State Ban Captures Disposable, Flavored Vapes

BOSTON – New federal restrictions on e-cigarettes leave out non-refillable, disposable vaping products, an omission some anti-tobacco advocates have characterized as a blind spot or a loophole.

The 2019 Massachusetts tobacco control law, however, does specifically apply to disposable e-cigarettes, banning the sale of flavored ones and imposing new limits on the sale of unflavored ones.

The Food and Drug Administration in January announced it had finalized an e-cigarette enforcement policy that prohibits the sale of all flavored "electronic nicotine delivery systems" that are currently on the market, except for tobacco and menthol flavors. The policy, which the agency began enforcing this month, is not a permanent ban; e-cigarette makers can apply for authorization from the FDA to market their products legally.

Since then, the fact that the policy leaves out single-use vapes -- and the potential for teens to switch from the refillable devices it targets to disposable ones -- has garnered national media attention.

Former FDA Commissioner Scott Gottlieb, in a Washington Post op-ed, described the disposable vapes, sold under names like Puff Bar, as "sleek devices" that "deliver a high nicotine hit, come in fruity flavors and are rapidly gaining popularity among kids." The American Lung Association called the exclusion "a loophole that must be closed to protect kids."

In Massachusetts, policymakers appear to have considered disposable vapes as part of their efforts late last year to restrict e-cigarette sales amid a national outbreak of lung illnesses.

The November 2019 law "specifically contemplates" single-use devices, a state Department of Public Health spokeswoman said.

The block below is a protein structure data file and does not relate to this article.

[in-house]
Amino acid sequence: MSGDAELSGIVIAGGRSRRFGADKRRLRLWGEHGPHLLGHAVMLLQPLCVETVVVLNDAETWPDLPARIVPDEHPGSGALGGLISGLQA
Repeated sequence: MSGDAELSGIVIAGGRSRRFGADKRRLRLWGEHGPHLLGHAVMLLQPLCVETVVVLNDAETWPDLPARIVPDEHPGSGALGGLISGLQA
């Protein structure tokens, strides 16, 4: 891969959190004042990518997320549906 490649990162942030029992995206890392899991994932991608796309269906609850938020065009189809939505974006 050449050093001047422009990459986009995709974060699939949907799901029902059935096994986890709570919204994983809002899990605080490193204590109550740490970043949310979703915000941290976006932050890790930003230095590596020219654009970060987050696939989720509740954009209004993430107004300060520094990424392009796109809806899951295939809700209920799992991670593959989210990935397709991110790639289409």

The law prohibited sales of all flavored tobacco products, except for on-site consumption at licensed smoking bars. That ban applies to both traditional cigarettes and what the law refers to as "electronic nicotine delivery systems."

An electronic nicotine delivery system is defined in the law as an "electronic device, whether for 1-time use or reusable, that can be used to deliver nicotine or another substance to a person inhaling from the device including, but not limited to, electronic cigarettes, electronic cigars, electronic cigarillos, electronic pipes, vaping pens, hookah pens and other similar devices that rely on vaporization or aerosolization."

Regulations that use the same definition are up for a vote at a Public Health Council meeting on Wednesday.

The vote is on a final version of regulations the council approved in December on an emergency basis. Among other measures, they require shops that sell vaping products to post signs warning of the dangers of severe lung disease and other health risks, and keep all vaping products behind the counter; prohibit the sale of out-of-package tobacco or vaping cartridge refills; clarify the public health commissioner's authority to prohibit the sale of a vaping product that is determined to cause vaping-related lung illness or otherwise pose a substantial health risk; and set out a series of fines and punishments for anyone who violates the rules.

Baker on Jan. 31 filed a supplemental spending bill (H 4354) that included $2 million for the Department of Public Health to implement the new tobacco law.

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